Wisdom//

How to Finally Get Comfortable with the Uncomfortable

Not only is it possible, it will change your life.

How comfortable do you feel when adrenaline strikes? Are you ready for it, like an athlete on the starting line? Or do you shrink away, lock yourself in a toilet until the moment passes and then vow you’ll never come face to face with it again? Or maybe, just maybe, you are the sort of person who is so catatonically afraid of that heart- throbbing, stomach-clenching feeling that you try and avoid all situations in which you know it will hit. In the book “The Discomfort Zone,” Farrah Storr — editor-in-chief at Cosmopolitan UK looks at how some of history’s greatest success have only come about through individuals stepping into their discomfort zones time and again. Using examples from her own life as well as men and women at the top of their careers including Silicon Valley entrepreneurs, gold-medal-winning athletes and award-winning performers, Farrah Storr explains not only why but how some individuals are able to force themselves into their discomfort zone where others cannot.

Victoria Pendleton is not a fearful sort of person. She couldn’t be. She is, after all, one of the most successful female British athletes of all time, with nine world titles and two gold medals to her name. She is regularly cited as one of the most talented professional cyclists of all time. She is, in that most hackneyed of phrases, a “national treasure”; a woman who has devoted her life to her sport and, along the way, carried us along for the ride.

When she retired from the sport in 2012, the world thought that was it. She would, like so many athletes before her, find her way to the sports commentators’ couch — an old, glorified animal put out to pasture. And besides — wouldn’t that be nice? No more merciless training. No more highly modified diets. No more press intrusion or performance anxiety before a big race? And sure, it would be — if you weren’t Victoria Pendleton, because in 2015 she was ready for another challenge. She’d been retired for just shy of four years at that point and was approaching her thirty-fourth birthday. She’d dabbled in light entertainment (“Strictly Come Dancing”); done the commercial endorsements and endless adverts (Pantene, Hovis Bread, a range of bestselling Pendleton bicycles); and done her stint as a commentator. Then one morning, as she waited to board a flight to New Zealand, something she describes as “the most outlandish and audacious proposal” arrived in her inbox. It was a challenge, set by an online bookmaker, for Pendleton to compete in the 2016 Foxhunter Chase at the Cheltenham Festival.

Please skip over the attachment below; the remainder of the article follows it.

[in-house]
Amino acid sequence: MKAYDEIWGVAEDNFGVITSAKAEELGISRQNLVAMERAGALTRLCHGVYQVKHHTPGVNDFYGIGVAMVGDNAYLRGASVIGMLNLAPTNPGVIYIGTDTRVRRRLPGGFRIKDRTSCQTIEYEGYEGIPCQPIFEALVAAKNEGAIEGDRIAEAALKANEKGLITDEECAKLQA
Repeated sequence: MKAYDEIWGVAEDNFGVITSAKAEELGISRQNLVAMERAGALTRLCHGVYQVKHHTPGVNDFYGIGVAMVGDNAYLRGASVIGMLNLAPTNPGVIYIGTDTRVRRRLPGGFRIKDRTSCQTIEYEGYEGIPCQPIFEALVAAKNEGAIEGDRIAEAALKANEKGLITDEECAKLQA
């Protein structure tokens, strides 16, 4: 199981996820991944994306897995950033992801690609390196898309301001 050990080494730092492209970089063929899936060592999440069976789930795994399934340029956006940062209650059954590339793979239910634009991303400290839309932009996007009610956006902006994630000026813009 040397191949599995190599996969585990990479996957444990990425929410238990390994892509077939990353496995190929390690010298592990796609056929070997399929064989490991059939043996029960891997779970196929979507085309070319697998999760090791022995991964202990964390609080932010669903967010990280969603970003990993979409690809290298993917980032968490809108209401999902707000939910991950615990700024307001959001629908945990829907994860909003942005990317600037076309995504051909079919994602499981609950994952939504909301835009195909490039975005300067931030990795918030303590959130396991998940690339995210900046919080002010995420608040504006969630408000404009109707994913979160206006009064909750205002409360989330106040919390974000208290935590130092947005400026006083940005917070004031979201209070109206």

Cheltenham is a big deal — one of the grandest and most revered horse-racing courses in the world. The Foxhunter Chase, held on the last day of the festival, is a steeplechase race held over three miles and with twenty-two different jumps. It is as exciting to watch as it’s formidable to take part in.

Victoria looked at the date. The race was in thirteen months’ time. What’s more, Pendleton had never ridden a horse in her life. Plus, there were other things to consider. The world of horse racing is a hard, often insular world. Newcomers are rarely welcome. She would be competing against some of the most seasoned jockeys in the country, on one of the most public stages. The risk of failure was great. The risk of a life-threatening injury even greater. It would require her to metaphorically saddle up and step into her discomfort zone.

She solicited the advice of those around her. “Crazy” was what most people came back with. That or, “It’s a very dangerous game.” “People of your age don’t start riding,” one experienced rider told her, “especially not race horses.” But then Pendleton had spent her career defying the odds. A slight, pretty young woman from Bedfordshire, an unremarkable backwater county sixty miles outside London, she was, she says, never taken as seriously as other athletes. She was “not the right shape.” She lacked the bulky, weightlifter silhouette many believed was necessary to blast through such races as the keirin — an eight- lap sprint round the cycle track. She was too “girly,” others said. She liked clothes and make-up, and when she wasn’t on the track she wore her hair long and blow dried. She was not, many believed, what a true, powerful athlete should look like. And yet….